TOKYO (Reuters) – Honda Motor Co <7267.T> is considering shifting production of its U.S.-bound Fit subcompact cars to Japan from Mexico in a few years, partly due to a new North American trade agreement, two people familiar with the deal told Reuters. Fit cars for export to the United States are now made at Honda’s auto plant in Celaya, Mexico. The Celaya plant also makes HR-V sport utility vehicles (SUVs) for the U.S. market. A Honda spokesman said the company had not made any decisions on Fit production.
The new trilateral deal, which replaces the 1994 North American Free Trade Agreement (NAFTA), is set to raise the minimum North American content for cars to qualify for duty-free market access to 75 percent from 62.5 percent.
U.S. President Donald Trump wants the deal to shrink the U.S. trade deficit by curbing imports into the United States and boosting production of foreign-branded vehicles there.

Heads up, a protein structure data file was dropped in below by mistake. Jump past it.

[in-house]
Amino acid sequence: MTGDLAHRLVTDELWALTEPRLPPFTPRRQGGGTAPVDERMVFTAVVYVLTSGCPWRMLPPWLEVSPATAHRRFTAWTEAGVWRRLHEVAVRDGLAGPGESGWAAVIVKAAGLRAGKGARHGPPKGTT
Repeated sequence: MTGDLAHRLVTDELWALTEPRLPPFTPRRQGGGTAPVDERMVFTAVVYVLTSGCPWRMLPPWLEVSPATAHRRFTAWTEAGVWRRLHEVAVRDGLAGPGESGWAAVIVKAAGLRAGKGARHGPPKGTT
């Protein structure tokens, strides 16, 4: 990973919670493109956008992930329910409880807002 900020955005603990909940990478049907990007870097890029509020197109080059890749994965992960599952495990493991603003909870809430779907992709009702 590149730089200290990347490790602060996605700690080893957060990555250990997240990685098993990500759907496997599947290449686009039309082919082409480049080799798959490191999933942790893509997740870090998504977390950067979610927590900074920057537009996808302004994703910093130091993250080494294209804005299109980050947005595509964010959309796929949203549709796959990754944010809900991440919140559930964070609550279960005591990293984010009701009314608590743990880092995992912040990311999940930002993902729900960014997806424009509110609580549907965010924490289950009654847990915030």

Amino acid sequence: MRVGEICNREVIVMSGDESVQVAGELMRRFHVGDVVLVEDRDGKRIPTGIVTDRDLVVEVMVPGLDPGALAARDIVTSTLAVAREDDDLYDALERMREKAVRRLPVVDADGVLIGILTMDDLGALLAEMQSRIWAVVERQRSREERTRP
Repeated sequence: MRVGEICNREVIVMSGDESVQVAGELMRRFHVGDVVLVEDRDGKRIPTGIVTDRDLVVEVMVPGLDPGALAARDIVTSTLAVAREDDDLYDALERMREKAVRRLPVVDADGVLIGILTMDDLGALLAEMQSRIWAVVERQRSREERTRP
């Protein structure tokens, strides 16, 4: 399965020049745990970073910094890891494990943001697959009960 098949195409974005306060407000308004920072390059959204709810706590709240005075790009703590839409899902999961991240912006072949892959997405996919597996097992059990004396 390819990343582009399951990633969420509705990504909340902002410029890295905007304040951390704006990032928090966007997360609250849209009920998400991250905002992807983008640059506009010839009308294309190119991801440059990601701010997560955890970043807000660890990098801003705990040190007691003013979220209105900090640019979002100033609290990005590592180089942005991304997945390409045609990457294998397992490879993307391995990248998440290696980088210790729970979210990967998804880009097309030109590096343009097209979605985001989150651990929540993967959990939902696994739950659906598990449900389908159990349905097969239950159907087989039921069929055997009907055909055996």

But the terms of the trade deal reduce Honda’s incentive to produce the Fit in Mexico for the U.S. and European markets, said the sources, one of whom has direct knowledge of the plan and the other who was briefed on it.
They declined to be identified as the matter was still confidential.
In addition, they said, U.S. consumers are increasingly shifting to SUVs, making it more advantageous for the Mexico plant to build those, rather than subcompacts.
One of the sources said that if Honda decides to shift production, it would come when the company launches its next Fit model in the next few years.
(Reporting by Maki Shiraki; Writing by Ritsuko Ando; Editing by William Mallard and Muralikumar Anantharaman)